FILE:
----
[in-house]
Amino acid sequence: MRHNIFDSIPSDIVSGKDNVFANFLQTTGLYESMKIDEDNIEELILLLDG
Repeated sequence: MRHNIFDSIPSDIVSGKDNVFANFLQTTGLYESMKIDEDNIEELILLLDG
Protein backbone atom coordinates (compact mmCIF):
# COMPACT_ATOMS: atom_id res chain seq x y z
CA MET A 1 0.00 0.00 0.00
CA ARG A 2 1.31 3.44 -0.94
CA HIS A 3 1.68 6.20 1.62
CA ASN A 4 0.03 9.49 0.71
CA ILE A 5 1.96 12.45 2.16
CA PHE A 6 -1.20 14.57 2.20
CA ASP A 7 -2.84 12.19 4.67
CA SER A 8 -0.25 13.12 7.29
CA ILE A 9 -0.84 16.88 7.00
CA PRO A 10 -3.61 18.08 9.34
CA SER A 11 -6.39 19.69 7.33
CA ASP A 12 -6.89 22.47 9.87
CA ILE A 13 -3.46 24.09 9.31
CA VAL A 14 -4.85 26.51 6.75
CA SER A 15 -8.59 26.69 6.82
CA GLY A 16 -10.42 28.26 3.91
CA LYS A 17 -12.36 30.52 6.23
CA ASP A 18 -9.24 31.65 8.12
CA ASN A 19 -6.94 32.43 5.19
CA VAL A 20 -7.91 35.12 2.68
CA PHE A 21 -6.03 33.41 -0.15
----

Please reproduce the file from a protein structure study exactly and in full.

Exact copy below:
[in-house]
Amino acid sequence: MRHNIFDSIPSDIVSGKDNVFANFLQTTGLYESMKIDEDNIEELILLLDG
Repeated sequence: MRHNIFDSIPSDIVSGKDNVFANFLQTTGLYESMKIDEDNIEELILLLDG
Protein backbone atom coordinates (compact mmCIF):
# COMPACT_ATOMS: atom_id res chain seq x y z
CA MET A 1 0.00 0.00 0.00
CA ARG A 2 1.31 3.44 -0.94
CA HIS A 3 1.68 6.20 1.62
CA ASN A 4 0.03 9.49 0.71
CA ILE A 5 1.96 12.45 2.16
CA PHE A 6 -1.20 14.57 2.20
CA ASP A 7 -2.84 12.19 4.67
CA SER A 8 -0.25 13.12 7.29
CA ILE A 9 -0.84 16.88 7.00
CA PRO A 10 -3.61 18.08 9.34
CA SER A 11 -6.39 19.69 7.33
CA ASP A 12 -6.89 22.47 9.87
CA ILE A 13 -3.46 24.09 9.31
CA VAL A 14 -4.85 26.51 6.75
CA SER A 15 -8.59 26.69 6.82
CA GLY A 16 -10.42 28.26 3.91
CA LYS A 17 -12.36 30.52 6.23
CA ASP A 18 -9.24 31.65 8.12
CA ASN A 19 -6.94 32.43 5.19
CA VAL A 20 -7.91 35.12 2.68
CA PHE A 21 -6.03 33.41 -0.15